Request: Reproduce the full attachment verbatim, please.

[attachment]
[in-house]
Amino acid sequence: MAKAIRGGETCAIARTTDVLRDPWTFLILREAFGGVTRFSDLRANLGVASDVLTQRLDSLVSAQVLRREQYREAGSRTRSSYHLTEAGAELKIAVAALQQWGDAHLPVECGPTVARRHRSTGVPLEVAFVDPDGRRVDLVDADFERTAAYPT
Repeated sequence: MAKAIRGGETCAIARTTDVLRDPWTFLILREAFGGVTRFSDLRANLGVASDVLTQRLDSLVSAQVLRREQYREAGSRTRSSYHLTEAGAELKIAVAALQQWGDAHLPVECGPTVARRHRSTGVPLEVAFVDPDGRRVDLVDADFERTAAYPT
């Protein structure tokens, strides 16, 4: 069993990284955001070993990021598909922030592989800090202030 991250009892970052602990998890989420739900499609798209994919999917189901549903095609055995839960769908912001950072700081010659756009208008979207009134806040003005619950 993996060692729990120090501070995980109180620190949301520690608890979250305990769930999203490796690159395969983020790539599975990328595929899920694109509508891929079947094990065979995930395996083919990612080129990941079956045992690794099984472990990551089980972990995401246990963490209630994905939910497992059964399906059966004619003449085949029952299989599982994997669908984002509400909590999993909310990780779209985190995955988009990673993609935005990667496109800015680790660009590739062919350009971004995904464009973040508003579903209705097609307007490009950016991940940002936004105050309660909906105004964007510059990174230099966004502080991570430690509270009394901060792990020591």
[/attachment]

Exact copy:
[in-house]
Amino acid sequence: MAKAIRGGETCAIARTTDVLRDPWTFLILREAFGGVTRFSDLRANLGVASDVLTQRLDSLVSAQVLRREQYREAGSRTRSSYHLTEAGAELKIAVAALQQWGDAHLPVECGPTVARRHRSTGVPLEVAFVDPDGRRVDLVDADFERTAAYPT
Repeated sequence: MAKAIRGGETCAIARTTDVLRDPWTFLILREAFGGVTRFSDLRANLGVASDVLTQRLDSLVSAQVLRREQYREAGSRTRSSYHLTEAGAELKIAVAALQQWGDAHLPVECGPTVARRHRSTGVPLEVAFVDPDGRRVDLVDADFERTAAYPT
């Protein structure tokens, strides 16, 4: 069993990284955001070993990021598909922030592989800090202030 991250009892970052602990998890989420739900499609798209994919999917189901549903095609055995839960769908912001950072700081010659756009208008979207009134806040003005619950 993996060692729990120090501070995980109180620190949301520690608890979250305990769930999203490796690159395969983020790539599975990328595929899920694109509508891929079947094990065979995930395996083919990612080129990941079956045992690794099984472990990551089980972990995401246990963490209630994905939910497992059964399906059966004619003449085949029952299989599982994997669908984002509400909590999993909310990780779209985190995955988009990673993609935005990667496109800015680790660009590739062919350009971004995904464009973040508003579903209705097609307007490009950016991940940002936004105050309660909906105004964007510059990174230099966004502080991570430690509270009394901060792990020591």